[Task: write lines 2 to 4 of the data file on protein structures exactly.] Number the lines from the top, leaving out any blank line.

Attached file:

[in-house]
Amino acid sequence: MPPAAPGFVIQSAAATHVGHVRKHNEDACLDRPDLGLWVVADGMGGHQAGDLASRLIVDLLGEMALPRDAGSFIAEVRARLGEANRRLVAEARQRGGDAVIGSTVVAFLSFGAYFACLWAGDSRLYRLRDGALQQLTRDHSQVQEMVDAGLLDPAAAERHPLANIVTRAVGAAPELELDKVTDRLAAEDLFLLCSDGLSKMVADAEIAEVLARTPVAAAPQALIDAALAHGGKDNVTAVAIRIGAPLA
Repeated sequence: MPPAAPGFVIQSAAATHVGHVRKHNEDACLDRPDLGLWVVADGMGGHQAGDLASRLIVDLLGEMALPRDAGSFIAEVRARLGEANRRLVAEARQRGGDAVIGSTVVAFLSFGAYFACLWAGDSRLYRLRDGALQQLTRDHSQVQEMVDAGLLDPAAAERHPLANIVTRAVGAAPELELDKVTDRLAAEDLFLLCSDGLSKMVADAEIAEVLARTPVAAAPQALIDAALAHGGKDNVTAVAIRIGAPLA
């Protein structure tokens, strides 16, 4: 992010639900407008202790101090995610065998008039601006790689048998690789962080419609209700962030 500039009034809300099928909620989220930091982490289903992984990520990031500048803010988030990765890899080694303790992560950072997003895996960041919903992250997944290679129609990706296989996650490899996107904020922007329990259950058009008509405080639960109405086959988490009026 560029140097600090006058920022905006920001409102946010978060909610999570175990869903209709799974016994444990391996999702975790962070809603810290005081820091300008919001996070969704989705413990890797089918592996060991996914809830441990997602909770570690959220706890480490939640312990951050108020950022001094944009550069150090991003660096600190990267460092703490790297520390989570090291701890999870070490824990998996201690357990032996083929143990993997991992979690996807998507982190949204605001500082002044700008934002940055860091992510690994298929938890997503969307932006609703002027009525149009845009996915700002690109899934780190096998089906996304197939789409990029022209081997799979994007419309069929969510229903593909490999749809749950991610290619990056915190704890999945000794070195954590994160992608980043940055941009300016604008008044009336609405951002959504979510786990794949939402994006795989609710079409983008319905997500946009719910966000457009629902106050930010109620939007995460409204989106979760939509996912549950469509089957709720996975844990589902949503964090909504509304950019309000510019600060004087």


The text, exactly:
Amino acid sequence: MPPAAPGFVIQSAAATHVGHVRKHNEDACLDRPDLGLWVVADGMGGHQAGDLASRLIVDLLGEMALPRDAGSFIAEVRARLGEANRRLVAEARQRGGDAVIGSTVVAFLSFGAYFACLWAGDSRLYRLRDGALQQLTRDHSQVQEMVDAGLLDPAAAERHPLANIVTRAVGAAPELELDKVTDRLAAEDLFLLCSDGLSKMVADAEIAEVLARTPVAAAPQALIDAALAHGGKDNVTAVAIRIGAPLA
Repeated sequence: MPPAAPGFVIQSAAATHVGHVRKHNEDACLDRPDLGLWVVADGMGGHQAGDLASRLIVDLLGEMALPRDAGSFIAEVRARLGEANRRLVAEARQRGGDAVIGSTVVAFLSFGAYFACLWAGDSRLYRLRDGALQQLTRDHSQVQEMVDAGLLDPAAAERHPLANIVTRAVGAAPELELDKVTDRLAAEDLFLLCSDGLSKMVADAEIAEVLARTPVAAAPQALIDAALAHGGKDNVTAVAIRIGAPLA
């Protein structure tokens, strides 16, 4: 992010639900407008202790101090995610065998008039601006790689048998690789962080419609209700962030 500039009034809300099928909620989220930091982490289903992984990520990031500048803010988030990765890899080694303790992560950072997003895996960041919903992250997944290679129609990706296989996650490899996107904020922007329990259950058009008509405080639960109405086959988490009026 560029140097600090006058920022905006920001409102946010978060909610999570175990869903209709799974016994444990391996999702975790962070809603810290005081820091300008919001996070969704989705413990890797089918592996060991996914809830441990997602909770570690959220706890480490939640312990951050108020950022001094944009550069150090991003660096600190990267460092703490790297520390989570090291701890999870070490824990998996201690357990032996083929143990993997991992979690996807998507982190949204605001500082002044700008934002940055860091992510690994298929938890997503969307932006609703002027009525149009845009996915700002690109899934780190096998089906996304197939789409990029022209081997799979994007419309069929969510229903593909490999749809749950991610290619990056915190704890999945000794070195954590994160992608980043940055941009300016604008008044009336609405951002959504979510786990794949939402994006795989609710079409983008319905997500946009719910966000457009629902106050930010109620939007995460409204989106979760939509996912549950469509089957709720996975844990589902949503964090909504509304950019309000510019600060004087």